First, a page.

20. Using a ferrule vs using a soldered tip: no difference if you do it right! Ferrules have the same problems as soldering the tip. The point where the ferrule meets the insulation has the chance of breaking off. Been using soldered tips and screw terminals for 20 years without any problems

  21. I’m late to this party, but I have a question for the experts. In the case of automotive battery cables, many folks are switching to multi-port terminals like the KluKonceptz Ultimate Terminal or Stingers with Allen-head crush ports. Would it be wrong to crimp on a ferrule on the 2 AWG primary wire going from battery to starter and battery to engine ground? Or would it be better to just flood the raw wire with solder and insert? Or… just insert raw wire and crush? TIA-Mike

    1. Do you have a ferrule crimping tool that would handle 2 AWG? I doubt you would be able to make a satisfactory crimp unless you use a proper tool. Can’t even imagine how much would that tool cost for this size of wire!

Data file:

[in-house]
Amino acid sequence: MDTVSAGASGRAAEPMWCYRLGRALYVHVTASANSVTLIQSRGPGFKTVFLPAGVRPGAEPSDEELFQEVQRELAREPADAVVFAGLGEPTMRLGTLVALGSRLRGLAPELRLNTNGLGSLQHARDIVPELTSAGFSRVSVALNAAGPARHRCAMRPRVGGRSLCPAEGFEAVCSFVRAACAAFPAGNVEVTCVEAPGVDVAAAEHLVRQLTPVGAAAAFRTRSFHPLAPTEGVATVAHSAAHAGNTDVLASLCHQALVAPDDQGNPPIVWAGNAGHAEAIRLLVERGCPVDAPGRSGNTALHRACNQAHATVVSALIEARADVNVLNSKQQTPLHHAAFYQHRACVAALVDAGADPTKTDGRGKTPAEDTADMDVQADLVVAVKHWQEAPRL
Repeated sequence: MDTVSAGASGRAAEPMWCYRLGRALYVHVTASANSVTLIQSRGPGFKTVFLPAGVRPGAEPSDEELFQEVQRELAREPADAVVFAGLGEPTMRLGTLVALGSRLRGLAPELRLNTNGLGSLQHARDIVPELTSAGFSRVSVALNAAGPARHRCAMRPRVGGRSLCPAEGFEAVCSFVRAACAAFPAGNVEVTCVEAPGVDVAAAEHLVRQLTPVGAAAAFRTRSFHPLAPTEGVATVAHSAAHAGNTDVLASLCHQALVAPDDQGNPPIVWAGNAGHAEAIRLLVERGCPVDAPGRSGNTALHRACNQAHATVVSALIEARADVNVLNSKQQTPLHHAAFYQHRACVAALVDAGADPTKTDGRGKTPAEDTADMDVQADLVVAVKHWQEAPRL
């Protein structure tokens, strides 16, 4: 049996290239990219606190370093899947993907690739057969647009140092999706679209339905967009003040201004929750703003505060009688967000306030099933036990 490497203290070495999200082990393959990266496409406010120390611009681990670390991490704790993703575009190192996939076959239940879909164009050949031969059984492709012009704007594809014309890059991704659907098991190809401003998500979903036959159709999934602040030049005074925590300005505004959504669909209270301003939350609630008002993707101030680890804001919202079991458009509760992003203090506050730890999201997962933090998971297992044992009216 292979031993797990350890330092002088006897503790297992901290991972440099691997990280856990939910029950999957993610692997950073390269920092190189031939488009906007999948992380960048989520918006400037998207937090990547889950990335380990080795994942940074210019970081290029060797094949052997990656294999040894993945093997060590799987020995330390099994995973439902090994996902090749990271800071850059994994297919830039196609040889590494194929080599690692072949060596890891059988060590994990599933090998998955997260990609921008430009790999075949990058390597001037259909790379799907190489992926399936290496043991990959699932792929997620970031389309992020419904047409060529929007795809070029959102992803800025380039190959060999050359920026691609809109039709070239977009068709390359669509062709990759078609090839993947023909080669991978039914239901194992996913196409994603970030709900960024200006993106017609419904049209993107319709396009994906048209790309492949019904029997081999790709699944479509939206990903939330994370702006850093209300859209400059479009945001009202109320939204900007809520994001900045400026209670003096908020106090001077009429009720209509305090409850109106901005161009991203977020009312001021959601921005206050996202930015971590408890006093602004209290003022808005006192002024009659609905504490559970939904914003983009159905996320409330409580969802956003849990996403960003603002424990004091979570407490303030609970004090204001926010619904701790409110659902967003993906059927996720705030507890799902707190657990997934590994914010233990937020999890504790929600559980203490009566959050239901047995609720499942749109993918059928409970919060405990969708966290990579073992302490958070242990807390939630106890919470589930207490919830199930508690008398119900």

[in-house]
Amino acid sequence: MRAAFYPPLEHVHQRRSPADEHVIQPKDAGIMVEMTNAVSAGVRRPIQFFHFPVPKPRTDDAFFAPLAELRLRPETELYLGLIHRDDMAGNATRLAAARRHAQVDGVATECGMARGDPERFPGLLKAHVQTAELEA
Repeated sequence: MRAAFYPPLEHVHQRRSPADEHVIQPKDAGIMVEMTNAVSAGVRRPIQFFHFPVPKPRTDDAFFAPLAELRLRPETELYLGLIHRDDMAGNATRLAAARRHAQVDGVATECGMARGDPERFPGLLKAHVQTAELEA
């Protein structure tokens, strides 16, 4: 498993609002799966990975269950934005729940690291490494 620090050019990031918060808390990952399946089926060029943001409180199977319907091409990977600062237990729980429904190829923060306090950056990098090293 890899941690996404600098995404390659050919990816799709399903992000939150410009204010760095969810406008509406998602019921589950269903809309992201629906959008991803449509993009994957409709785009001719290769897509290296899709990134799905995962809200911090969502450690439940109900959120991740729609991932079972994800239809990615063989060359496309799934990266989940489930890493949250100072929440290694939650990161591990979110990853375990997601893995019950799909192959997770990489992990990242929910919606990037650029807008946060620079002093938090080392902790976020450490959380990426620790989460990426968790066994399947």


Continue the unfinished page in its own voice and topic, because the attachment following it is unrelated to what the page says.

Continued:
Perhaps you should ask the manufacturers of these terminals you mentioned for advice, and share it with us when you get their replies.

  22. This thread is problematic for the US consumer, there is a test standard for wire ferrules in the USA UL486F which states a ferrule must be listed in order for this to happen the ferrule, Tool, and strand class of conductor all must be tested as a system to the standard and this changes the strand class to that of a solid wire. this being said now the terminal that you are installing the ferrule into must be Listed to accept a solid wire. in addition to any wire ferrule larger than 1/0 AWG can not be used as the test results were all over the charts these connections are fire hazards in themselves at the current moment at least until new testing standards and requirements are developed for a safe installation. the biggest issue is that the majority of the products on the market are not listed themselves, and not tested to be listed with a tool either as with all compression the tool is just as important no two tools are equal what is a good connection with one tool can be a fire hazard with another. BEWARE of the use of wire ferrules and always demand LISTED ferrules installed only with a tool they are LISTED with anything else is downright dangerous